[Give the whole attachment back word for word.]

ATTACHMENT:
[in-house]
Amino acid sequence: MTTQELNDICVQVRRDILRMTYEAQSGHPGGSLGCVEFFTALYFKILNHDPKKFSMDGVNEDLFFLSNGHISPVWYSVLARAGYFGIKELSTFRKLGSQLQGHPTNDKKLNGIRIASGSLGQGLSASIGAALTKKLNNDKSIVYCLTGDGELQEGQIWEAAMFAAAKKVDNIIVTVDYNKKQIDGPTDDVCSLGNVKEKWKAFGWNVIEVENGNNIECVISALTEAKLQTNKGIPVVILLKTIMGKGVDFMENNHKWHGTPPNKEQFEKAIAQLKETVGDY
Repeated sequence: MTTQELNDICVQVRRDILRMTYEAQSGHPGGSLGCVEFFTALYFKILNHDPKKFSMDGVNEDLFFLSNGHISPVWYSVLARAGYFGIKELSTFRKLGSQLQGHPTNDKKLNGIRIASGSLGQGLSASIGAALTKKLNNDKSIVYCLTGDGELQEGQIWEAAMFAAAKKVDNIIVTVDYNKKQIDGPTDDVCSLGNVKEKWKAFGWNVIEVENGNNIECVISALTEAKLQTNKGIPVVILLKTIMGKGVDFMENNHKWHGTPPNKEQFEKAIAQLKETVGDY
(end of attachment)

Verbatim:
[in-house]
Amino acid sequence: MTTQELNDICVQVRRDILRMTYEAQSGHPGGSLGCVEFFTALYFKILNHDPKKFSMDGVNEDLFFLSNGHISPVWYSVLARAGYFGIKELSTFRKLGSQLQGHPTNDKKLNGIRIASGSLGQGLSASIGAALTKKLNNDKSIVYCLTGDGELQEGQIWEAAMFAAAKKVDNIIVTVDYNKKQIDGPTDDVCSLGNVKEKWKAFGWNVIEVENGNNIECVISALTEAKLQTNKGIPVVILLKTIMGKGVDFMENNHKWHGTPPNKEQFEKAIAQLKETVGDY
Repeated sequence: MTTQELNDICVQVRRDILRMTYEAQSGHPGGSLGCVEFFTALYFKILNHDPKKFSMDGVNEDLFFLSNGHISPVWYSVLARAGYFGIKELSTFRKLGSQLQGHPTNDKKLNGIRIASGSLGQGLSASIGAALTKKLNNDKSIVYCLTGDGELQEGQIWEAAMFAAAKKVDNIIVTVDYNKKQIDGPTDDVCSLGNVKEKWKAFGWNVIEVENGNNIECVISALTEAKLQTNKGIPVVILLKTIMGKGVDFMENNHKWHGTPPNKEQFEKAIAQLKETVGDY